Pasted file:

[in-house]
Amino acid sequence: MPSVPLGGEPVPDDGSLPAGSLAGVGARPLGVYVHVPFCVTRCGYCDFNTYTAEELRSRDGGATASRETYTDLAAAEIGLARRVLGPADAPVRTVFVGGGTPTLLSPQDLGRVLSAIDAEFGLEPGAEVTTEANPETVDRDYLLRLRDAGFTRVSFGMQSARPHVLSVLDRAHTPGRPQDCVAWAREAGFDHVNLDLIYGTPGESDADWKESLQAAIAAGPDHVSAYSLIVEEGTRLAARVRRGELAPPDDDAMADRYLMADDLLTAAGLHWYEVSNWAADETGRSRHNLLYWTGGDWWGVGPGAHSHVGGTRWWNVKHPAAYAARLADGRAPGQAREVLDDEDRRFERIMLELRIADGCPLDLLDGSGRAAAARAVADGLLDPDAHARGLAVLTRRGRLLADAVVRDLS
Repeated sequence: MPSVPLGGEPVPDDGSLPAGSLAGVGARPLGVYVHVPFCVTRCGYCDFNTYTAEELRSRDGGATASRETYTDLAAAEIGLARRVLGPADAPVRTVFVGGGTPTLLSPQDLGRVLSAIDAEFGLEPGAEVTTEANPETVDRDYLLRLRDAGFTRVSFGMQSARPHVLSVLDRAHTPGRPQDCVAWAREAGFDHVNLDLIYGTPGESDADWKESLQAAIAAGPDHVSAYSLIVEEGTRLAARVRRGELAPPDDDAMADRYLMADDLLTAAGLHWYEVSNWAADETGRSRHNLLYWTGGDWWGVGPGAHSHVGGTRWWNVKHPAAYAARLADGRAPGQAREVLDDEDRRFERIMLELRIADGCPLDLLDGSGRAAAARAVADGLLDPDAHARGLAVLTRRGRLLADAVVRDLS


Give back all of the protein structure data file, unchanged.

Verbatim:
[in-house]
Amino acid sequence: MPSVPLGGEPVPDDGSLPAGSLAGVGARPLGVYVHVPFCVTRCGYCDFNTYTAEELRSRDGGATASRETYTDLAAAEIGLARRVLGPADAPVRTVFVGGGTPTLLSPQDLGRVLSAIDAEFGLEPGAEVTTEANPETVDRDYLLRLRDAGFTRVSFGMQSARPHVLSVLDRAHTPGRPQDCVAWAREAGFDHVNLDLIYGTPGESDADWKESLQAAIAAGPDHVSAYSLIVEEGTRLAARVRRGELAPPDDDAMADRYLMADDLLTAAGLHWYEVSNWAADETGRSRHNLLYWTGGDWWGVGPGAHSHVGGTRWWNVKHPAAYAARLADGRAPGQAREVLDDEDRRFERIMLELRIADGCPLDLLDGSGRAAAARAVADGLLDPDAHARGLAVLTRRGRLLADAVVRDLS
Repeated sequence: MPSVPLGGEPVPDDGSLPAGSLAGVGARPLGVYVHVPFCVTRCGYCDFNTYTAEELRSRDGGATASRETYTDLAAAEIGLARRVLGPADAPVRTVFVGGGTPTLLSPQDLGRVLSAIDAEFGLEPGAEVTTEANPETVDRDYLLRLRDAGFTRVSFGMQSARPHVLSVLDRAHTPGRPQDCVAWAREAGFDHVNLDLIYGTPGESDADWKESLQAAIAAGPDHVSAYSLIVEEGTRLAARVRRGELAPPDDDAMADRYLMADDLLTAAGLHWYEVSNWAADETGRSRHNLLYWTGGDWWGVGPGAHSHVGGTRWWNVKHPAAYAARLADGRAPGQAREVLDDEDRRFERIMLELRIADGCPLDLLDGSGRAAAARAVADGLLDPDAHARGLAVLTRRGRLLADAVVRDLS